There is a lack of STEM (Science, Technology, Engineering, Math) talent for many organizations as we are experiencing the new wave of industrialization and changing demographics in the United States. Women of color in STEM provide an untapped pool of talent for organizations to leverage through recruitment, development, and retention strategies. This study looked at the similarities/differences of the barriers and supports STEM women leaders of color incur across multiple generations to gauge whether organizations have made deep or little impact for the advancement for women of color in STEM careers. A phenomenological approach was applied in interviewing 12 participants who met study criteria with questions shaped around self-efficacy, career considerations, organizational systematic barriers, and intergenerational differences. Results found that little impact has been made for women of color across different generations. Self-efficacy is a protective factor for women of color in STEM and strong support systems are attributed to their success. Career considerations are important and varied but should be looked through the lens of being integral for all employees, not just women of color. Organizational systematic barriers are very prevalent, especially around succession planning and professional development opportunities. There is often confusion and unknown rules and vices to advancing and being developed at organizations. Additionally, participants placed tremendous value on organizations embracing diversity and inclusion in both training and leadership. Finally, there was little evidence of intergenerational changes in regard to the work environment in particular. This is troubling as it points to a sedentary climate for women of color in STEM where their value can be undermined.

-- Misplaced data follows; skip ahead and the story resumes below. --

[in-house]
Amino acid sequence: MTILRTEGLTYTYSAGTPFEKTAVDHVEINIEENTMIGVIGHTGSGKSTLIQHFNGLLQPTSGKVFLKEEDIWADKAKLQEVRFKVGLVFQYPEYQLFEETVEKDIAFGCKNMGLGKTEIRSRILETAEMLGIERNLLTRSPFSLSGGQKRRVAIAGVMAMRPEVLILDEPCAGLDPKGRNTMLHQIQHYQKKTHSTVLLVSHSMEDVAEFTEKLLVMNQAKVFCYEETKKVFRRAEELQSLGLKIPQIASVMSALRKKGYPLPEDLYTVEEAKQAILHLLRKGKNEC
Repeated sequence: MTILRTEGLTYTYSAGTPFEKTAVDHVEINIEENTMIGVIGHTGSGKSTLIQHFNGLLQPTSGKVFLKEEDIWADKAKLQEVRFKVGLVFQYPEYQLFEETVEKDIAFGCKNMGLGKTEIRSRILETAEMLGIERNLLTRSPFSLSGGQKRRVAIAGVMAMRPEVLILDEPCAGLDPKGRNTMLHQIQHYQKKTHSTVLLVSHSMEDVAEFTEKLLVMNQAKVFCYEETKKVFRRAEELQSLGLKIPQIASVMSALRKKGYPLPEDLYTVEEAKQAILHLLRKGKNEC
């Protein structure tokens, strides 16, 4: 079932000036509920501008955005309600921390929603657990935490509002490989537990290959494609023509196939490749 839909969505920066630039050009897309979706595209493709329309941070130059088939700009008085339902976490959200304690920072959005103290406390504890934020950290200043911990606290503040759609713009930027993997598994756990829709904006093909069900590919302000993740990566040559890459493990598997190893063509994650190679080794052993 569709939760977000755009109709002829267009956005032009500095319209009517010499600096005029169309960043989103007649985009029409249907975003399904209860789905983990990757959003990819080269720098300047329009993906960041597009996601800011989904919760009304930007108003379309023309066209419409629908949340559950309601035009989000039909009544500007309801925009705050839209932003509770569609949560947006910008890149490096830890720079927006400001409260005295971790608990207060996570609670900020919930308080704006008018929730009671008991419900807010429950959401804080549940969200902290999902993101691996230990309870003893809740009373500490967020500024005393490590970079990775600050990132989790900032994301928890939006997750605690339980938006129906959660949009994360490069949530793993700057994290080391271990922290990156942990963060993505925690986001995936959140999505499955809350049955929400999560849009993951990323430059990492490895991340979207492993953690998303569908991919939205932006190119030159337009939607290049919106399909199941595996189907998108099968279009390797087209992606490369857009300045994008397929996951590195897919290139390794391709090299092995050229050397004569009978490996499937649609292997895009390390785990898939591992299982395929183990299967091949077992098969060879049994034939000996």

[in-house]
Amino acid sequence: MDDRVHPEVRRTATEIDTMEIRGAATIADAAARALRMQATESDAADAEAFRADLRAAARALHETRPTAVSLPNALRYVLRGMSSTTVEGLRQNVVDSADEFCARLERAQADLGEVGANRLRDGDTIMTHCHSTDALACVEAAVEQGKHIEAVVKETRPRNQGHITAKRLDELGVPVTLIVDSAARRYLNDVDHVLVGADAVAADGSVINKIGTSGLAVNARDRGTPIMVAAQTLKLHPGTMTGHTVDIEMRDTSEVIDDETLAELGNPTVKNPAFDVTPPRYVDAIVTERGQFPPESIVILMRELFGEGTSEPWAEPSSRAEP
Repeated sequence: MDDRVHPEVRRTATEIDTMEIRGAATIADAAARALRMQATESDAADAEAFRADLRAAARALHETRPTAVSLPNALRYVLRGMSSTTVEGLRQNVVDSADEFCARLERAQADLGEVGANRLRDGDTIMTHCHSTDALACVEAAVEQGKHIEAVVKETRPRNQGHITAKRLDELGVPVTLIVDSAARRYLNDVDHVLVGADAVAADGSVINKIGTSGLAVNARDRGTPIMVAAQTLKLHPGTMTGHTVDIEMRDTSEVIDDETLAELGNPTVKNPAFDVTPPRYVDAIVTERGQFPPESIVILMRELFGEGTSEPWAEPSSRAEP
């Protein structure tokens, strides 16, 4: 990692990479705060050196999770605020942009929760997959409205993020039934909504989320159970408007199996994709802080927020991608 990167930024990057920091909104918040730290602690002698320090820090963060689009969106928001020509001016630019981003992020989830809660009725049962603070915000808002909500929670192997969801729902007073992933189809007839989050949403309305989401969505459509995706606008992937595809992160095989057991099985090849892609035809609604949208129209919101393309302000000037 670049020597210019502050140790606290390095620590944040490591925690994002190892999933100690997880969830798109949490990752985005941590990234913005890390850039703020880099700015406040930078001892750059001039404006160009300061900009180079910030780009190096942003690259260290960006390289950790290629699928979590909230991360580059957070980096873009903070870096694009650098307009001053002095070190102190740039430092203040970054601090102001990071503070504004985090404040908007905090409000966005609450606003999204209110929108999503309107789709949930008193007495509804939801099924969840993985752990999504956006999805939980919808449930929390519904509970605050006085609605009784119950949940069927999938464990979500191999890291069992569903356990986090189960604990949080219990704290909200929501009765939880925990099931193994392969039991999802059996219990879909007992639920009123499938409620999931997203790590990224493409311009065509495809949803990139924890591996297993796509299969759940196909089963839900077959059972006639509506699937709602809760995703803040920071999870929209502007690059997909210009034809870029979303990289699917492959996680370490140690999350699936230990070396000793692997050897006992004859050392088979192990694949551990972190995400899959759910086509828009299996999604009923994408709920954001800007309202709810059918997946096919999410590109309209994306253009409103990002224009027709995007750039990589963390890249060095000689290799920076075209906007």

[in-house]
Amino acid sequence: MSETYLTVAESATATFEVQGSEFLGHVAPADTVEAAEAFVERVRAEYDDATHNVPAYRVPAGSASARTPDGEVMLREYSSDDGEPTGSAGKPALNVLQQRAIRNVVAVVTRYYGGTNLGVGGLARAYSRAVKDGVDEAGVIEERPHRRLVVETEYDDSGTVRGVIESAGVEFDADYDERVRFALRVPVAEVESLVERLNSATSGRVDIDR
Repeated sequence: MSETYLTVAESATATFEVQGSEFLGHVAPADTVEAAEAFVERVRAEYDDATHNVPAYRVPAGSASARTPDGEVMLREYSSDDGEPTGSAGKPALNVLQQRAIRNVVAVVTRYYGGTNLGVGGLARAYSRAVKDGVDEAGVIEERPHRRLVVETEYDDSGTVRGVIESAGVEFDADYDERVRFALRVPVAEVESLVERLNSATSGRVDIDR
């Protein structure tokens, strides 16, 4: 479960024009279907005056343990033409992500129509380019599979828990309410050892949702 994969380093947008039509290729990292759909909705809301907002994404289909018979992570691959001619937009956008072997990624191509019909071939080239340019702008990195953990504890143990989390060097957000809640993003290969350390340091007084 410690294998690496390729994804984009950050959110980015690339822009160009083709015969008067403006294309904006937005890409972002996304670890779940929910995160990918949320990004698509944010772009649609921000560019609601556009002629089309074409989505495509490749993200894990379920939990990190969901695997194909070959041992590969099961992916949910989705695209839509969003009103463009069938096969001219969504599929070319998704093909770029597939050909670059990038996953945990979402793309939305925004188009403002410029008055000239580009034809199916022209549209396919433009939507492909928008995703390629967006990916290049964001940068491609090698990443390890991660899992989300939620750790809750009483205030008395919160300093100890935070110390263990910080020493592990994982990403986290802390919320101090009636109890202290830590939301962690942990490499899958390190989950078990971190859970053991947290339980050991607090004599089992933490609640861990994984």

|Advisor:||Parker Williams, Charmon|
|Commitee:||Turnbull, Manika, Malayter, Maria|
|School:||The Chicago School of Professional Psychology|
|School Location:||United States -- Illinois|
|Source:||DAI-A 82/6(E), Dissertation Abstracts International|
|Subjects:||Organizational behavior, Ethnic studies, Womens studies, Occupational psychology|
|Keywords:||Career considerations, Emerging leaders, Generational, Self-efficacy, STEM, Women of color|
Copyright in each Dissertation and Thesis is retained by the author. All Rights Reserved
The supplemental file or files you are about to download were provided to ProQuest by the author as part of a
dissertation or thesis. The supplemental files are provided "AS IS" without warranty. ProQuest is not responsible for the
content, format or impact on the supplemental file(s) on our system. in some cases, the file type may be unknown or
may be a .exe file. We recommend caution as you open such files.
Copyright of the original materials contained in the supplemental file is retained by the author and your access to the
supplemental files is subject to the ProQuest Terms and Conditions of use.
Depending on the size of the file(s) you are downloading, the system may take some time to download them. Please be